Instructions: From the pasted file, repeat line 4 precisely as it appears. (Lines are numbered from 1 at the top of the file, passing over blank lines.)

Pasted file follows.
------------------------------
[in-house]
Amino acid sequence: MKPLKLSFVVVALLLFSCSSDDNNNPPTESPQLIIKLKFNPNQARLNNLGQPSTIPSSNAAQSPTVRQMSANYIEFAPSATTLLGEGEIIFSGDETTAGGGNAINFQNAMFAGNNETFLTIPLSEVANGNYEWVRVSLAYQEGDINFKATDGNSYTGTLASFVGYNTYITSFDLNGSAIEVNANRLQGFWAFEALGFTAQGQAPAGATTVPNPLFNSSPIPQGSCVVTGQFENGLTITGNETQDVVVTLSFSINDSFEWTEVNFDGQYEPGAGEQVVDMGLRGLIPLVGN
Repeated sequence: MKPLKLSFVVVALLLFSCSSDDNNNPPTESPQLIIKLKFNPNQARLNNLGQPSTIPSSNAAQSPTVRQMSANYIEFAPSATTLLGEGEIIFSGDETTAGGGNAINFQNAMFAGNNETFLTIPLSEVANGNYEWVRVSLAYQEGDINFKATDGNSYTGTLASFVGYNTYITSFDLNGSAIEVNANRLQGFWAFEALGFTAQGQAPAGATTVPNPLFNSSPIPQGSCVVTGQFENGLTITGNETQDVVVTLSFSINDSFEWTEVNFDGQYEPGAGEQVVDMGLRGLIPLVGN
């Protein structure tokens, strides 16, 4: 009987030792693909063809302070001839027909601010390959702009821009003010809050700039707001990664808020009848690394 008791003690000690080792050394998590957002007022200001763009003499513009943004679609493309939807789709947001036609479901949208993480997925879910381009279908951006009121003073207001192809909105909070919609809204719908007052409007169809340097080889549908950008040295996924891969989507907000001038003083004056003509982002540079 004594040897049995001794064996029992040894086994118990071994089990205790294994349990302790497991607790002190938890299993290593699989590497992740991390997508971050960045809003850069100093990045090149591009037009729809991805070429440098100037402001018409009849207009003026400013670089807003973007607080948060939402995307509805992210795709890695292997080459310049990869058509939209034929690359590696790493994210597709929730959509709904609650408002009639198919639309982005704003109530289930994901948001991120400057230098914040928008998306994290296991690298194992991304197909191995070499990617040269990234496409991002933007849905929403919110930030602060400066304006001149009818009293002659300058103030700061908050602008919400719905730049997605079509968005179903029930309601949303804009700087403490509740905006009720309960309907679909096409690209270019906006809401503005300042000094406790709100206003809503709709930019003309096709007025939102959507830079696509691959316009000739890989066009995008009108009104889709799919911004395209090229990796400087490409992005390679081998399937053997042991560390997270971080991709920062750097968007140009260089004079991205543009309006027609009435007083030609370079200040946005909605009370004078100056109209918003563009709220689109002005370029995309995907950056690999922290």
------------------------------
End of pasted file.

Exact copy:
């Protein structure tokens, strides 16, 4: 009987030792693909063809302070001839027909601010390959702009821009003010809050700039707001990664808020009848690394 008791003690000690080792050394998590957002007022200001763009003499513009943004679609493309939807789709947001036609479901949208993480997925879910381009279908951006009121003073207001192809909105909070919609809204719908007052409007169809340097080889549908950008040295996924891969989507907000001038003083004056003509982002540079 004594040897049995001794064996029992040894086994118990071994089990205790294994349990302790497991607790002190938890299993290593699989590497992740991390997508971050960045809003850069100093990045090149591009037009729809991805070429440098100037402001018409009849207009003026400013670089807003973007607080948060939402995307509805992210795709890695292997080459310049990869058509939209034929690359590696790493994210597709929730959509709904609650408002009639198919639309982005704003109530289930994901948001991120400057230098914040928008998306994290296991690298194992991304197909191995070499990617040269990234496409991002933007849905929403919110930030602060400066304006001149009818009293002659300058103030700061908050602008919400719905730049997605079509968005179903029930309601949303804009700087403490509740905006009720309960309907679909096409690209270019906006809401503005300042000094406790709100206003809503709709930019003309096709007025939102959507830079696509691959316009000739890989066009995008009108009104889709799919911004395209090229990796400087490409992005390679081998399937053997042991560390997270971080991709920062750097968007140009260089004079991205543009309006027609009435007083030609370079200040946005909605009370004078100056109209918003563009709220689109002005370029995309995907950056690999922290």